New college guide for midrange students

Click here to go to the NEW College Discussion Forum

Discus: Parents Forum: 2004 Archive - Part 2: New college guide for midrange students
By Carolyn (Carolyn) on Friday, August 13, 2004 - 03:53 pm: Edit

There's a relatively new guidebook out that focuses on schools for C/B students - it's called Finding the College that's Right For You by John Palladino, McGraw Hill publishing. The book focuses on schools for "midrange" students - kids in the C/B range with SATs in the 1000-1200 mark. I bought a copy yesterday and found it had some very useful reviews of schools that aren't normally included in the main college guidebooks. The author notes that there are lots of schools out there for "average" students but sorting out the quality ones from the so-so ones can be difficult. He has a list of things he looked at in picking schools for the book: transition to college programs, counseling & Academic support, job placement statistics, core & program distribution requirements, plus the usual things like student-faculty ratio, graduation rate, etc.

It's a very nice little guidebook.

Among the schools included:
Albright (PA)
Alfred (NY)
Alma College MI
Augstana College SD
Bradley U IL
Bryant College RI
Coe College IA
Assumption College (Mass)
Birmingham-Southern U (AL)
Berry College (GA)
California Lutheran (CA)
Central College (Iowa
Carroll College (MT
Canisius College (NY)
College of Mount St. Joseph (Ohio)
College of Saint Benedict & Saint John's U, Min
Coirnell College, Iowa
Creighton U, NE
Dordt College (Iowa)
Elizabethtown College, PA
Elmira College, NY
Elon, NC
Emory & Henry (VA)
Franklin College (In)
Georgetown College, KY
Hanover, Indiana
Hiram, Ohio
Hobart & William Smith, NY
Juniata, PA
John Carroll University Ohio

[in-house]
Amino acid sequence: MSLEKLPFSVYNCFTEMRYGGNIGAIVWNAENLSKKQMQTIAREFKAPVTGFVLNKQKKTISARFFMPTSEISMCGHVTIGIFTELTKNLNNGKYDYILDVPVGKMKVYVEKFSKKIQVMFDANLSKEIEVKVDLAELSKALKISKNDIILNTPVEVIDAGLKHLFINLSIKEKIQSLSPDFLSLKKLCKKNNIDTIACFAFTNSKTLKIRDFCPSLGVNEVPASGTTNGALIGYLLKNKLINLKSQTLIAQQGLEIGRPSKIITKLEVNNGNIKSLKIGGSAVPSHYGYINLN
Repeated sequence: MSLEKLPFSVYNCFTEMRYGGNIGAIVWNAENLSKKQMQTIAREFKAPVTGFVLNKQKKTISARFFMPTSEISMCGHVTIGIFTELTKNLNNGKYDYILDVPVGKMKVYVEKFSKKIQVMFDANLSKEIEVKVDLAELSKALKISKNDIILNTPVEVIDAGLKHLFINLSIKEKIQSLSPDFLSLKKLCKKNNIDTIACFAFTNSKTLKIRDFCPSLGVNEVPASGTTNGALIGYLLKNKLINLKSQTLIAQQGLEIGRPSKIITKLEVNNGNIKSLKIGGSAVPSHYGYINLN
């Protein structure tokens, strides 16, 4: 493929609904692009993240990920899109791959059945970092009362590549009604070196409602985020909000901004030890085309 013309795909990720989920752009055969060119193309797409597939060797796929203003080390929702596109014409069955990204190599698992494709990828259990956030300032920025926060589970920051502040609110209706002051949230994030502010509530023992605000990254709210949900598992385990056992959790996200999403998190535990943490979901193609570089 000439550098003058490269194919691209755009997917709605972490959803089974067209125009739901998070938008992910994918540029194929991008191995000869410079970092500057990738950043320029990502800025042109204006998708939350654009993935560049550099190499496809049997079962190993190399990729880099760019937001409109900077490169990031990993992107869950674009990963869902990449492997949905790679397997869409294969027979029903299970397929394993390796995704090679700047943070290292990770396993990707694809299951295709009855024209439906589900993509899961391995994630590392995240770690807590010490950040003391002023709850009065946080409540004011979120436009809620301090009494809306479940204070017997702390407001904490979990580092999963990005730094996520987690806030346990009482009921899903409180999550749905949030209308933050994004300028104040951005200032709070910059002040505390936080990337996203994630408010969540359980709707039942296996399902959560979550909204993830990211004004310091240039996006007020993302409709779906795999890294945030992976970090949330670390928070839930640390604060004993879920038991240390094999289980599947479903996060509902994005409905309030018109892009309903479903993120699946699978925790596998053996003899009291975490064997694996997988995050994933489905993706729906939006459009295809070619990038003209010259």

Lake Forest College, IL
Linfield, ORegon
Manhattan College, NY
McDaniel College MD
Moravian PA
Presbyterian College, SC
Roanoke College, VA
Hamline U (MN)
Hartwick College (NY)
Hope College (MI)
Keene STate College (NH)
LaSalle U (PA)
Longwood College (VA)
Lenoir-Rhyne Colelge NC
Lynchburg College VA
Marietta College OH
MArquette U Wisc.
Marywood U PA
Meredith College NC
Millicin U Il
Mount St. MAry's College, MD
Muskingum College, Ohio
Niagara U NY
Northwestern College IA
Otterbein College Ohio
PAcific U Oregon
Quinnipiac CT
Randloph-Macon VA
Sacred Heart, CT
Seattle U, WA
Siena College, NY
Simmons College, MA
Stetson U, Fl,
Susquehanna U, PA
Unviersity of the Pacific, CA
University of Redlands, CA
Saint Anselm College RI
Saint Mary's College of CAlifornia
Saint Mary's U MN
Saint MAry's U TexasWagner Collge, NY
WAshington College, MD
Whitworth College, WA
WAshington & Jefferson PA
Whitworth, WA
Wittenberg U, OH
William Jewell College, MO
Winthrop U, SC
Xavier U Ohio
SPring Hill College, AL
Shippensburg University, PA
Saint Vincent College, PA

By Kissy (Kissy) on Friday, August 13, 2004 - 04:33 pm: Edit

Thanks for the info on the book, Carolyn. Is it a guide book with stats and lists or does the author discuss the schools' characteristics ala Loren Pope?

By Vjjones59 (Vjjones59) on Friday, August 13, 2004 - 05:19 pm: Edit